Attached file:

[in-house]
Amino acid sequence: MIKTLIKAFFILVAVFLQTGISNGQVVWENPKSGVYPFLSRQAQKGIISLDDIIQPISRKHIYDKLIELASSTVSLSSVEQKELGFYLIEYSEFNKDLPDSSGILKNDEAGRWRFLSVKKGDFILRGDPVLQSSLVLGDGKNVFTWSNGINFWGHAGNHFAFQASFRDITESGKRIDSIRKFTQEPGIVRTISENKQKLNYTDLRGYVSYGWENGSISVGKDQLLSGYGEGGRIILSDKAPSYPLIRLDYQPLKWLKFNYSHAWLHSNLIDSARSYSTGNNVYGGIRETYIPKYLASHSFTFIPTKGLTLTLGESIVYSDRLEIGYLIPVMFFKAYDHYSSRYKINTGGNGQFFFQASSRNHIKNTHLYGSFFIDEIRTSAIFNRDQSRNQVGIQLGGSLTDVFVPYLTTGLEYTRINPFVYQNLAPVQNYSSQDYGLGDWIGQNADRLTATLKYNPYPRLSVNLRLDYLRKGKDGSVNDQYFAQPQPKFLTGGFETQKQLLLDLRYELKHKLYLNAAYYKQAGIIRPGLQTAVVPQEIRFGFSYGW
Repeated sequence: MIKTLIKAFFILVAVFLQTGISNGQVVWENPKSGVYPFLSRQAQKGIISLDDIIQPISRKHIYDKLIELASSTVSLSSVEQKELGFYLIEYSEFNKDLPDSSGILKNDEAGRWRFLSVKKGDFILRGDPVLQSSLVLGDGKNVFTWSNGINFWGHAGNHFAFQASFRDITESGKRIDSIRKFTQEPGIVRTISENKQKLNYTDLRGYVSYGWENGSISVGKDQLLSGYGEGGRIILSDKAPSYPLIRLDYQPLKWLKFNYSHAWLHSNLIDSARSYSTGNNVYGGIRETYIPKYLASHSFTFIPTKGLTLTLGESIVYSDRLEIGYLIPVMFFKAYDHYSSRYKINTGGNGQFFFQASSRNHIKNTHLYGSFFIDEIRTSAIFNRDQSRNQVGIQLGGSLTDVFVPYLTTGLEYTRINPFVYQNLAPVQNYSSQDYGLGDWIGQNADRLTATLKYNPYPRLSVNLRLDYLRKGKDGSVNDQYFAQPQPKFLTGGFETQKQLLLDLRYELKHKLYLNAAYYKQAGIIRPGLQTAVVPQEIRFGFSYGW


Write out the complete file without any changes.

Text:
[in-house]
Amino acid sequence: MIKTLIKAFFILVAVFLQTGISNGQVVWENPKSGVYPFLSRQAQKGIISLDDIIQPISRKHIYDKLIELASSTVSLSSVEQKELGFYLIEYSEFNKDLPDSSGILKNDEAGRWRFLSVKKGDFILRGDPVLQSSLVLGDGKNVFTWSNGINFWGHAGNHFAFQASFRDITESGKRIDSIRKFTQEPGIVRTISENKQKLNYTDLRGYVSYGWENGSISVGKDQLLSGYGEGGRIILSDKAPSYPLIRLDYQPLKWLKFNYSHAWLHSNLIDSARSYSTGNNVYGGIRETYIPKYLASHSFTFIPTKGLTLTLGESIVYSDRLEIGYLIPVMFFKAYDHYSSRYKINTGGNGQFFFQASSRNHIKNTHLYGSFFIDEIRTSAIFNRDQSRNQVGIQLGGSLTDVFVPYLTTGLEYTRINPFVYQNLAPVQNYSSQDYGLGDWIGQNADRLTATLKYNPYPRLSVNLRLDYLRKGKDGSVNDQYFAQPQPKFLTGGFETQKQLLLDLRYELKHKLYLNAAYYKQAGIIRPGLQTAVVPQEIRFGFSYGW
Repeated sequence: MIKTLIKAFFILVAVFLQTGISNGQVVWENPKSGVYPFLSRQAQKGIISLDDIIQPISRKHIYDKLIELASSTVSLSSVEQKELGFYLIEYSEFNKDLPDSSGILKNDEAGRWRFLSVKKGDFILRGDPVLQSSLVLGDGKNVFTWSNGINFWGHAGNHFAFQASFRDITESGKRIDSIRKFTQEPGIVRTISENKQKLNYTDLRGYVSYGWENGSISVGKDQLLSGYGEGGRIILSDKAPSYPLIRLDYQPLKWLKFNYSHAWLHSNLIDSARSYSTGNNVYGGIRETYIPKYLASHSFTFIPTKGLTLTLGESIVYSDRLEIGYLIPVMFFKAYDHYSSRYKINTGGNGQFFFQASSRNHIKNTHLYGSFFIDEIRTSAIFNRDQSRNQVGIQLGGSLTDVFVPYLTTGLEYTRINPFVYQNLAPVQNYSSQDYGLGDWIGQNADRLTATLKYNPYPRLSVNLRLDYLRKGKDGSVNDQYFAQPQPKFLTGGFETQKQLLLDLRYELKHKLYLNAAYYKQAGIIRPGLQTAVVPQEIRFGFSYGW